Suffolk County, New York joins the growing number of governments that prohibit employers from requesting conviction history checkboxes on employment applications as a proven method of increasing employment opportunities for individuals with criminal convictions. The intent of this legislation is to increase employment opportunities for individuals with criminal convictions and to work towards ending structural discrimination.
Location: Suffolk, New York
Legislation: Statute 528-7-Unlawful employment practices
Type: Ban the Box
Effective: August 25, 2020
- Applies to employers in the county with 15 or more employees
- Prohibits inquiry into criminal arrests (already prohibited) or convictions on employment applications
- May not inquire on criminal history before the first interview
- May ask about criminal history only after application is submitted and first interview
Which employers are affected?
The law applies to the County of Suffolk, its departments, administrative units and related agencies (“County”) as well as any employer, partnership, corporation, labor organization, not-for-profit, or association located within the County having fifteen or more employees.
What is prohibited?
It shall be unlawful for an employer to make any inquiry regarding or to require any person to disclose or reveal any criminal conviction during the application process, which begins when the applicant inquiries about employment and ends when an employer has accepted the employment application. Also prohibited is making an inquiry regarding or to require any person to disclose or reveal any criminal conviction against such person before a first interview, which is defined as any direct contact by the employer with the applicant, where in person or by telephone, to discuss the employment being sought or the applicants qualifications. If an employer does not conduct an interview, that employer must inform the applicant whether a criminal background check will be conducted before employment begins.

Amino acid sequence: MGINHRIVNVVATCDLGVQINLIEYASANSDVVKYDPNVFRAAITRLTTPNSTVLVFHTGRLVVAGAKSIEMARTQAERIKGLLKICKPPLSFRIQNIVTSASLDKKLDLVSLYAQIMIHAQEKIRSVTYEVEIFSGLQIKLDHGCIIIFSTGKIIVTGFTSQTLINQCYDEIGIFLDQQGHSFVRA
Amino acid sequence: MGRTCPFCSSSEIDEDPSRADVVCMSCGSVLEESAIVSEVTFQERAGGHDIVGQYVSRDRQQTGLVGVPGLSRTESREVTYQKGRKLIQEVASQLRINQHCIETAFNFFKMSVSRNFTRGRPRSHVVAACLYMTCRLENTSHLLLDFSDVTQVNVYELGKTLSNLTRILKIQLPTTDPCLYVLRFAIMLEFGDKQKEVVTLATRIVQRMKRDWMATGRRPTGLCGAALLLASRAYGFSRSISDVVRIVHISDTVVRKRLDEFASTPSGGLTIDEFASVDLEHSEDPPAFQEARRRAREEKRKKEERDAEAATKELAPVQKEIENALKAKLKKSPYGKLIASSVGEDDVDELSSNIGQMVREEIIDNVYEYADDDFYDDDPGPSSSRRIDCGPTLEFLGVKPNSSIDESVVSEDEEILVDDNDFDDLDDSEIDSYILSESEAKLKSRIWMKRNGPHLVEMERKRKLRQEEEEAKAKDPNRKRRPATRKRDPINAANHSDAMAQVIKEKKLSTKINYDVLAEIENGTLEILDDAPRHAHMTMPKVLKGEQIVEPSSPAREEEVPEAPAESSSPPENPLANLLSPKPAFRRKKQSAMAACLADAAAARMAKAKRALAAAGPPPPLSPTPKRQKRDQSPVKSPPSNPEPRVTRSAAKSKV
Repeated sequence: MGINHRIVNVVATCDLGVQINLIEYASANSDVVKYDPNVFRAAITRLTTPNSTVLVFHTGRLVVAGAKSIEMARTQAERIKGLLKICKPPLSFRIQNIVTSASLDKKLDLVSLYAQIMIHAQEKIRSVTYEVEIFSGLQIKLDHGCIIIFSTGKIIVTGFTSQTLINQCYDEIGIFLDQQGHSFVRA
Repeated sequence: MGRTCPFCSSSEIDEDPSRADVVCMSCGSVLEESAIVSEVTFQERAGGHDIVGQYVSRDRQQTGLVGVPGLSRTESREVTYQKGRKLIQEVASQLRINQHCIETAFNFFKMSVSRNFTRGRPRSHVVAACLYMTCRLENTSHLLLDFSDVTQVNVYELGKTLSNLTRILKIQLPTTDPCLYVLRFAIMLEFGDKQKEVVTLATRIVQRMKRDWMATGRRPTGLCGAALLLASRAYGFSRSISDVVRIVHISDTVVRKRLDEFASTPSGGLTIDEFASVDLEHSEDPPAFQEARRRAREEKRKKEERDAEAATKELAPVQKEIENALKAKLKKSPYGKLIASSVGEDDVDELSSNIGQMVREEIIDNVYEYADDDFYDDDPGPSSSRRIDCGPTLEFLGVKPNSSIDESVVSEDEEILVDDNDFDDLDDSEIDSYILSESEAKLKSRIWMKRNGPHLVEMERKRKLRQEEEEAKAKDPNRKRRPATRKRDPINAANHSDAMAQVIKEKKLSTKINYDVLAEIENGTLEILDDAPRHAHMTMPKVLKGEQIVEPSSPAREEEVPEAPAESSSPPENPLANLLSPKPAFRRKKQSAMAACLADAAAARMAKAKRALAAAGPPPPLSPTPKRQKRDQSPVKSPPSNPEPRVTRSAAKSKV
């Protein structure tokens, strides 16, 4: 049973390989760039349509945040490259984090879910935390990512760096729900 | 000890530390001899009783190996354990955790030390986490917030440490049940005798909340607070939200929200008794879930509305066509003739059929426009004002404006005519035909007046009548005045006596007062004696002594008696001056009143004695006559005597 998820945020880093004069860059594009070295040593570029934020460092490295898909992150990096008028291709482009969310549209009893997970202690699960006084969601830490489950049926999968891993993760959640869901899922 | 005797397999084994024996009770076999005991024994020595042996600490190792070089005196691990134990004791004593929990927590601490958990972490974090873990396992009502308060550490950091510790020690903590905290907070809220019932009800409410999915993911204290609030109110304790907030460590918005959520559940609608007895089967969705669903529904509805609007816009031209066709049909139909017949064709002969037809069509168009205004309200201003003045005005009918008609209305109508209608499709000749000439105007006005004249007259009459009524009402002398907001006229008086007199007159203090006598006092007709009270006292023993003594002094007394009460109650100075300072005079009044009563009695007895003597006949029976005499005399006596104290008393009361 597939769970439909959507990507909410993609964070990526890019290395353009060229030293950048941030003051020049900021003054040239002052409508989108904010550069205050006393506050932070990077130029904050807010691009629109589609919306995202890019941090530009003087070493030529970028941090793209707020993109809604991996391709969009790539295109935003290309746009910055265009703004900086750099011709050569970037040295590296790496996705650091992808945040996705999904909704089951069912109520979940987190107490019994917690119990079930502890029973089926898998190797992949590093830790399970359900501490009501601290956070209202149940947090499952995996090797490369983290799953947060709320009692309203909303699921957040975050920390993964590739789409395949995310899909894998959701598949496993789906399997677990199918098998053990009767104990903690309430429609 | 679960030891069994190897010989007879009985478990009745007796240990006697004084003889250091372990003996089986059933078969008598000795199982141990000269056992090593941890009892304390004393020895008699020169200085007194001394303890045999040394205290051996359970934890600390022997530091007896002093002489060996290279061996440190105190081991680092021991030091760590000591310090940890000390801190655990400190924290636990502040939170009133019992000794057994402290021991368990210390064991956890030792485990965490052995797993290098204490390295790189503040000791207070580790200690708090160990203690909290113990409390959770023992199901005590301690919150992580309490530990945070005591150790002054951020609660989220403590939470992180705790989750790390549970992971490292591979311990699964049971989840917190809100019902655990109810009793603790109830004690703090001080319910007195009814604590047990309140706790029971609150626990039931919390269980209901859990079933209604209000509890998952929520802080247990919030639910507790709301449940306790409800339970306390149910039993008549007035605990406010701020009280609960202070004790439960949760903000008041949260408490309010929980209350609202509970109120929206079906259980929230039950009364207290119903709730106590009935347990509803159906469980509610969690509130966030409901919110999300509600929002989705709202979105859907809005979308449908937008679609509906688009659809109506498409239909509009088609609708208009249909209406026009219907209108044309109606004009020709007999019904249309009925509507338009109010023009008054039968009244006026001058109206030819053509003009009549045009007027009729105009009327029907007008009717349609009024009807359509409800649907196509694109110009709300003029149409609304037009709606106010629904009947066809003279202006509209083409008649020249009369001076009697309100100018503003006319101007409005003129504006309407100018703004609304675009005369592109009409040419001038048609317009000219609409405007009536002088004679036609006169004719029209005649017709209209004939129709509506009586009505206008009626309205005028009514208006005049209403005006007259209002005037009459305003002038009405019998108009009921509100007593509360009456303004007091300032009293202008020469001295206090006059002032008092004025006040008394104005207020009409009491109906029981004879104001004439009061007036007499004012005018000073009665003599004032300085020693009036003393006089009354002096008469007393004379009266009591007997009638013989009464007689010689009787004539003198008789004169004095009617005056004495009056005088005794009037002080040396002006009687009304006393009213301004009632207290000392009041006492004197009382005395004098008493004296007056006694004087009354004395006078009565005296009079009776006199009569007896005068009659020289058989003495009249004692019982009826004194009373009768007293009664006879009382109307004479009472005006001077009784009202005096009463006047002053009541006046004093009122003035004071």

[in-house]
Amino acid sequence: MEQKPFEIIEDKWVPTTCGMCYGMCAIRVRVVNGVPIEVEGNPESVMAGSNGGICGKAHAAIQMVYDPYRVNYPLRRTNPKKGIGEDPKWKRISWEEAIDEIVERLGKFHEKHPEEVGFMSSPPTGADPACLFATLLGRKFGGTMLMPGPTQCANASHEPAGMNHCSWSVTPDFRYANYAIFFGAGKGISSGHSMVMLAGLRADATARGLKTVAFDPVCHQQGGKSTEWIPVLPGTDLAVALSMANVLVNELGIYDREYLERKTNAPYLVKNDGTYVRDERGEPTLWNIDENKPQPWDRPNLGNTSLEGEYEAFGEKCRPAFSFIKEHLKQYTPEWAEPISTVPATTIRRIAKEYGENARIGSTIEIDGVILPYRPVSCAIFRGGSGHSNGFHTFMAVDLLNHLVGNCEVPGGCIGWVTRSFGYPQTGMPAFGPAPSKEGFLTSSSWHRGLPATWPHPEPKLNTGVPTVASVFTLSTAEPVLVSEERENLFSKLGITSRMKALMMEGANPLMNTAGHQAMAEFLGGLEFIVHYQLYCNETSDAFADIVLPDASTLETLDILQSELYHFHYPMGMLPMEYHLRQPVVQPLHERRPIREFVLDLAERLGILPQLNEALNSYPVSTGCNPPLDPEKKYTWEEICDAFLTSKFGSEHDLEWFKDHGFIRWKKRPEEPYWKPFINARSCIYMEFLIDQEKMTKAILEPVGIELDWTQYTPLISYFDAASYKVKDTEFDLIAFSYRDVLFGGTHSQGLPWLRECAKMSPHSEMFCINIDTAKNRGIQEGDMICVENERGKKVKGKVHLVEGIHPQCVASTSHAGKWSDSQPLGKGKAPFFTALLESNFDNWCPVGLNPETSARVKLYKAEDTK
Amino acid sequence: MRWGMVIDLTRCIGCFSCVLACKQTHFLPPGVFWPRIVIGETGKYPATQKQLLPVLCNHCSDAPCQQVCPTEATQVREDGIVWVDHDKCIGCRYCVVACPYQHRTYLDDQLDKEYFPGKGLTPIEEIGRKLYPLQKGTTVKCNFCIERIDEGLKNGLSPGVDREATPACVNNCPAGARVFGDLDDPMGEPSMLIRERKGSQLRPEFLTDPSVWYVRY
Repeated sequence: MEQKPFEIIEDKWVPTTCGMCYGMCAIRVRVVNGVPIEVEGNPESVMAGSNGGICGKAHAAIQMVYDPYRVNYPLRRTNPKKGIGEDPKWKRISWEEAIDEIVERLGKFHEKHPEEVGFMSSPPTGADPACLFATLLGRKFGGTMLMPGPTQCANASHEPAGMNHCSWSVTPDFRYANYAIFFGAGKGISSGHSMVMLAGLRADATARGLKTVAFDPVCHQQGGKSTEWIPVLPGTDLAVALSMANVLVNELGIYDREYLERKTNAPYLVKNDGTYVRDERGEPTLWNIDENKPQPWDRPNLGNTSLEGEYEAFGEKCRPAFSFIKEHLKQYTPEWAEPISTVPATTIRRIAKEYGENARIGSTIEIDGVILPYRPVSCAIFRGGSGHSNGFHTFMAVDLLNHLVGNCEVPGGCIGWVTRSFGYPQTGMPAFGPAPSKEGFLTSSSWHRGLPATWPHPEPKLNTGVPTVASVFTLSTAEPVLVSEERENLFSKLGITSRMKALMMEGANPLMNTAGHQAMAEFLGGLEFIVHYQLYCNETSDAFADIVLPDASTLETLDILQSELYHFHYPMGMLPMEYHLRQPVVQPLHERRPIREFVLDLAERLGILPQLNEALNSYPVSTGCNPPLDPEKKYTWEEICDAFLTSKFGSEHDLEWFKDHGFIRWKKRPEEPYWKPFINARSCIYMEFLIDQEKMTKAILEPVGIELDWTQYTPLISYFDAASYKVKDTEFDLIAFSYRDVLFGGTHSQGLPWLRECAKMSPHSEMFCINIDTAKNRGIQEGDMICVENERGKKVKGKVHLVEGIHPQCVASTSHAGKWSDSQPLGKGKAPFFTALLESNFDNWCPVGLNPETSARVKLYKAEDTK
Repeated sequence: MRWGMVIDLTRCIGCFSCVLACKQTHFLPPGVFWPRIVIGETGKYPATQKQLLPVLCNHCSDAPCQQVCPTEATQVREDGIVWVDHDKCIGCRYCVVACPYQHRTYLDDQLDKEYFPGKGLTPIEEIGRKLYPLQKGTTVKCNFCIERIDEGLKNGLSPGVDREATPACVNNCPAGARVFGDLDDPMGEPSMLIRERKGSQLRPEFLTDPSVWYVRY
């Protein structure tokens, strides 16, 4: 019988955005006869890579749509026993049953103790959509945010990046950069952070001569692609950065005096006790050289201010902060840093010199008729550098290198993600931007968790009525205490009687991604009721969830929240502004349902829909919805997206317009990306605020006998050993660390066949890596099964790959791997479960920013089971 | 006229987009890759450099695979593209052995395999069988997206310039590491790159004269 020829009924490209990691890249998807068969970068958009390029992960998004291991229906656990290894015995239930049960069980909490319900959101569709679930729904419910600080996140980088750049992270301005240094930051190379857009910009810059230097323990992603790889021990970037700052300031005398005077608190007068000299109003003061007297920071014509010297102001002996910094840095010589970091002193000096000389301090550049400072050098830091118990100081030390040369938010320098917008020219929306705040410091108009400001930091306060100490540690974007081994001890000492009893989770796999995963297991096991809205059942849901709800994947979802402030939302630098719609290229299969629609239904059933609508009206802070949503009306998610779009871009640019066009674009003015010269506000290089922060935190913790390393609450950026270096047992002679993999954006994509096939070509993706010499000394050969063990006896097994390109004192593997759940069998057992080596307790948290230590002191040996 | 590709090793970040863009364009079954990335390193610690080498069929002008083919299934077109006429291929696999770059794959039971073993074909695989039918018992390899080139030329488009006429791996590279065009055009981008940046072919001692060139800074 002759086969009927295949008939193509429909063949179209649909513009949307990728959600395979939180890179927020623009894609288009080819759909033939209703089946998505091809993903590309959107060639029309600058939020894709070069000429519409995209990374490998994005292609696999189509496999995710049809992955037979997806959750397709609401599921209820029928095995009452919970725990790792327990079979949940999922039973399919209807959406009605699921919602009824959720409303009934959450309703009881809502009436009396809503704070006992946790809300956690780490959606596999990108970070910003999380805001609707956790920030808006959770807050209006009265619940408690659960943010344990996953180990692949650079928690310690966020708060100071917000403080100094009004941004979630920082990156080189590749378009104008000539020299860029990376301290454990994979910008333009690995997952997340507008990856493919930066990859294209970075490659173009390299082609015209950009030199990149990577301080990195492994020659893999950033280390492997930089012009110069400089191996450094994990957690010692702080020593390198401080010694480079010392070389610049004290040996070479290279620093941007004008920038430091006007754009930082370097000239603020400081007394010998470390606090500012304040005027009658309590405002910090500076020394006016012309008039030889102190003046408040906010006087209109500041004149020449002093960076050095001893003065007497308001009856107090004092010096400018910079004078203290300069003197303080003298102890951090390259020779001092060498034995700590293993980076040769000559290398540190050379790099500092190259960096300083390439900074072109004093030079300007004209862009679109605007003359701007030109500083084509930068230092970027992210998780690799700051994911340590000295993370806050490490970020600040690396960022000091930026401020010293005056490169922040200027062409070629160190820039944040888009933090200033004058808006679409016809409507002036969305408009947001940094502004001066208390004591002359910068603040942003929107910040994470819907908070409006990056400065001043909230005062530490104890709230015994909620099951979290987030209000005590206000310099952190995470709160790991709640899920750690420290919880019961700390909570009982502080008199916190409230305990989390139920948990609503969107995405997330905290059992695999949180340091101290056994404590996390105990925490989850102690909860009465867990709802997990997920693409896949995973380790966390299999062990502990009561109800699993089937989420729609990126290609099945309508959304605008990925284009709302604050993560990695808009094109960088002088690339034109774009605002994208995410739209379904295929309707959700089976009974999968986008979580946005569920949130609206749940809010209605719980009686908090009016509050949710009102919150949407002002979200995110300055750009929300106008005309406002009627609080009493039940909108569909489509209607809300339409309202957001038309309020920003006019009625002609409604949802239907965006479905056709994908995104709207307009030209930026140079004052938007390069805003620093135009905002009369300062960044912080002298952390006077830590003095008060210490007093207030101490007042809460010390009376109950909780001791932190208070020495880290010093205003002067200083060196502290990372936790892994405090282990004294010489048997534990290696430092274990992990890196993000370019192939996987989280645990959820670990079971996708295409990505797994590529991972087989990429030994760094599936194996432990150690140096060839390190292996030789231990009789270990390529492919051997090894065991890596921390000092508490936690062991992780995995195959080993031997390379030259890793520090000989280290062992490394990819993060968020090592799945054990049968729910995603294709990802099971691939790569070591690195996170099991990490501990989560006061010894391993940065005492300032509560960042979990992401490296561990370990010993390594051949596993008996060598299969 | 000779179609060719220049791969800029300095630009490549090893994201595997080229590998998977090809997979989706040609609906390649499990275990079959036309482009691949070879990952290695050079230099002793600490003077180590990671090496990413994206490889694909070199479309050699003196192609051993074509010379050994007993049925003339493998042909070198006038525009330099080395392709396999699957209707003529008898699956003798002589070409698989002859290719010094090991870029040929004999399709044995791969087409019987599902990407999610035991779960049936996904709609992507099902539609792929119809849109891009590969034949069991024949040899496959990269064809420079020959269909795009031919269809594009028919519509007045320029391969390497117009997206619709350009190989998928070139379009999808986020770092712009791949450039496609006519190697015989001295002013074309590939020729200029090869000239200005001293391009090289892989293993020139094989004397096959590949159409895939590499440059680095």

Do I still need to comply with Article 23-A of the New York State Corrections Law?
Yes. An employer shall comply with Article 23-A of the New York State Corrections Law when considering an applicant’s prior criminal convictions in determining suitability for employment.
Are there any exceptions?
The law does not apply to the following:
- if the inquiries or adverse action prohibited herein are specifically authorized by any other applicable state or federal law
- to the Suffolk County Police Department or the Suffolk County Department of Fire, Rescue, and Emergency Services, or to any other employer hiring for “police officer” and “peace officer” positions, as defined by Criminal Procedure Law §1.20 and §2.10
- to any public or private school, nor to any public or private service provider of direct services specific to the care or supervision of children, young adults, senior citizens, or the physically or mentally disabled
Please review and discuss with your legal counsel to determine if you meet one of the exceptions provided in the Ordinance.
We recommend you review and discuss with your legal counsel your organization’s policies and procedures to ensure compliance with the changing laws and regulations.
Please note: The information provided above is strictly for educational purposes. It is not intended to be legal advice, either expressed or implied. Accurate Background recommends that you consult with your legal counsel regarding all employment regulations.